While sleepiness can occur for a variety of reasons, persistent sleepiness is usually the first clue that someone may have narcolepsy. To help identify problematic sleepiness, ask yourself these questions:
- “Once you have caught up on your sleep during weekends or vacation, are you still likely to fall asleep when inactive?”
- “Do you feel rested in the morning but then tired throughout much of the day?”
- “Do you doze off at inappropriate times?”
If you answered “yes” to any of these questions, you should discuss your sleepiness with your primary care physician or sleep specialist.
Dream-like hallucinations just prior to sleep, and sleep paralysis at times when you are awake, are suggestive of narcolepsy. However, these symptoms are not considered very specific for the disorder, as they can occur in people who simply need more sleep. In contrast, true cataplexy is very distinct and occurs almost exclusively in narcolepsy.
About 1 in 2,000 people have narcolepsy, but it may go unrecognized for years by individuals and their doctors. Sleepiness is often overlooked or just brushed off as a part of life. In addition, most primary care physicians and pediatricians are unfamiliar with how to recognize and treat narcolepsy. One helpful self-assessment tool for recognizing sleepiness is the Epworth Sleepiness Scale (ESS). An ESS score higher than 10 indicates troublesome sleepiness, and many people with narcolepsy have scores higher than 15.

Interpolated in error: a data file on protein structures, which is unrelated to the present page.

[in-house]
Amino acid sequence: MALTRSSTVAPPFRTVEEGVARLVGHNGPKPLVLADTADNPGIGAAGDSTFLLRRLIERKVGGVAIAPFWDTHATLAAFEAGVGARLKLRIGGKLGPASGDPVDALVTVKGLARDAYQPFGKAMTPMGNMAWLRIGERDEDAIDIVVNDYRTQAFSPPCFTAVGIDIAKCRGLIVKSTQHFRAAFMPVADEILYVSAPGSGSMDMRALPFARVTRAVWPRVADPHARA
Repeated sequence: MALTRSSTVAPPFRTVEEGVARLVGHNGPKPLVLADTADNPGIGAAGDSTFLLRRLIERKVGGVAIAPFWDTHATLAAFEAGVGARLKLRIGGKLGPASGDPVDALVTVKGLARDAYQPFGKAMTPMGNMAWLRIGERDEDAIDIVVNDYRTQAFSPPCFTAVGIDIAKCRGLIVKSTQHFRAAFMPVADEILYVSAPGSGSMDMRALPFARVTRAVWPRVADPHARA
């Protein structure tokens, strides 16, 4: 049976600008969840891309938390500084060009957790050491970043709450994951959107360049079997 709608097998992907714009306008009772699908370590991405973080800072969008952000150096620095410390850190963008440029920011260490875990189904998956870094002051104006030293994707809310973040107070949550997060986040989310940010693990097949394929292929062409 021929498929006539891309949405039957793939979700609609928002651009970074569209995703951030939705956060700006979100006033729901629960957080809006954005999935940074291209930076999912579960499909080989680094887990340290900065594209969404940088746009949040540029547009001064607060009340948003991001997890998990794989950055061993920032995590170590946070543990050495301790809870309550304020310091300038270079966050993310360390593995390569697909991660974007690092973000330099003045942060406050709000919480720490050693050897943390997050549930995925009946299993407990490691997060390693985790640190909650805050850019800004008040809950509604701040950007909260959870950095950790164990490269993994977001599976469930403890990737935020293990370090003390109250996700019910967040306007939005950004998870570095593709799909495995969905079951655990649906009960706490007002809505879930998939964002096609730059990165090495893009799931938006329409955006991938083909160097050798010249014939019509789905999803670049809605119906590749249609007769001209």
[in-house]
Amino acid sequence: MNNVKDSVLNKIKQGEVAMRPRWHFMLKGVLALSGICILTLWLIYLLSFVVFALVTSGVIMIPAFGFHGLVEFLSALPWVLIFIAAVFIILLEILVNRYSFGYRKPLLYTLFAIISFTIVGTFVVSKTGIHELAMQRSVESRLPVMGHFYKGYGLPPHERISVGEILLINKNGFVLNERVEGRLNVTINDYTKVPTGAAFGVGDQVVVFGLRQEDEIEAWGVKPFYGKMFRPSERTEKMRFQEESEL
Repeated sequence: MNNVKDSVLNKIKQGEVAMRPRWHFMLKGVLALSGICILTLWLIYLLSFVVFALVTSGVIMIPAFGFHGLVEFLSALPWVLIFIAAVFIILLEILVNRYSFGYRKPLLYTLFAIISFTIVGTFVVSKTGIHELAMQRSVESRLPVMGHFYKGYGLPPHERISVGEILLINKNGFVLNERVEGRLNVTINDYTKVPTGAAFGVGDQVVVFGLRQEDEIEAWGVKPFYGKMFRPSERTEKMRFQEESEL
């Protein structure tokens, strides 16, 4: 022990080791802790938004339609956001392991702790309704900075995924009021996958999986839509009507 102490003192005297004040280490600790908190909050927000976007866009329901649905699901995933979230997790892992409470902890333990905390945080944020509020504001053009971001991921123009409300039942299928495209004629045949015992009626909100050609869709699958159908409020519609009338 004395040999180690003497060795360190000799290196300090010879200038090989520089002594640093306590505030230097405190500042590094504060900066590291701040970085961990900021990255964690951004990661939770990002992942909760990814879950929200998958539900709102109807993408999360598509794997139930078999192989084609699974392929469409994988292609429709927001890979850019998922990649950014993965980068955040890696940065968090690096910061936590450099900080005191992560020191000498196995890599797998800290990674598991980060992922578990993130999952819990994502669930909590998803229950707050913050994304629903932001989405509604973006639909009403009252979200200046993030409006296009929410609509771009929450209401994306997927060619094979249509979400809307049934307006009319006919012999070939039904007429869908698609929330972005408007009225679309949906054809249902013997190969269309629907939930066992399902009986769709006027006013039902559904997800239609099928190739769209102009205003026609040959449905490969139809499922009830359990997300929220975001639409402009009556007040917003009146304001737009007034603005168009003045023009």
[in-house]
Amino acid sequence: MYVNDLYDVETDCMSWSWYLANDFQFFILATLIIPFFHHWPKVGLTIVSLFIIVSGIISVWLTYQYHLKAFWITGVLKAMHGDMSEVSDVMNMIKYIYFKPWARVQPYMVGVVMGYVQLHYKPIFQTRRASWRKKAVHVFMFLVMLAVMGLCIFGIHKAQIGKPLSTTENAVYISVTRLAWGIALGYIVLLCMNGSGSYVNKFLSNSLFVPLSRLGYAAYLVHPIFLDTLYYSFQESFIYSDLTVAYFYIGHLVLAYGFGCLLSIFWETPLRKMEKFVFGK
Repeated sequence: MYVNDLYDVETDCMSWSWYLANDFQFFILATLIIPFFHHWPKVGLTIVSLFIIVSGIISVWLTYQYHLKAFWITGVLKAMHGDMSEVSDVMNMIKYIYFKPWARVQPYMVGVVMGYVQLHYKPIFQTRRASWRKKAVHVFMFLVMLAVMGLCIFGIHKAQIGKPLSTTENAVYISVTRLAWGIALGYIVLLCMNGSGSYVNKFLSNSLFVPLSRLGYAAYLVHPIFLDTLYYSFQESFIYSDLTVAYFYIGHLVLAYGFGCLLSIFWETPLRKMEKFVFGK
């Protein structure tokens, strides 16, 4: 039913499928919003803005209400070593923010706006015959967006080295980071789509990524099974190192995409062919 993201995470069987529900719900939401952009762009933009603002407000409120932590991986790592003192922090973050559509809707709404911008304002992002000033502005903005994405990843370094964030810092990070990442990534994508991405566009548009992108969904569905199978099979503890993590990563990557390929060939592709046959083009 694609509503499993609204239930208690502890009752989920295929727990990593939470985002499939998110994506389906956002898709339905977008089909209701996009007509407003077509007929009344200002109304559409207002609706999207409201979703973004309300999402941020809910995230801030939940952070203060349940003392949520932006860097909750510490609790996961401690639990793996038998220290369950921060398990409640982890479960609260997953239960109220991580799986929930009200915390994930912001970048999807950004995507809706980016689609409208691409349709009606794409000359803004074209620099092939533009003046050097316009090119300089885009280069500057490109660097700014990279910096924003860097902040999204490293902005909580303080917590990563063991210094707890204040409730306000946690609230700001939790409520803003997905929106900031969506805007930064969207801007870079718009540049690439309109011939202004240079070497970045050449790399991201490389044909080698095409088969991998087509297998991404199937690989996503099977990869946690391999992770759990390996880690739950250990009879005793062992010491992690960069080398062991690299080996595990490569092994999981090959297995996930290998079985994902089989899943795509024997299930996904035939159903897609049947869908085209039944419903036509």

The Ullanlinna Narcolepsy Scale (named after the clinic in Finland where it was developed) is also a well-validated questionnaire for diagnosing narcolepsy with cataplexy. Print out the Ullanlinna Narcolepsy Scale (PDF) to assess your symptoms.
If you suspect you have narcolepsy, discuss your concerns with a medical professional familiar with narcolepsy and other sleep disorders.
Image Credit: https://www.flickr.com/photos/zedzap/5454974317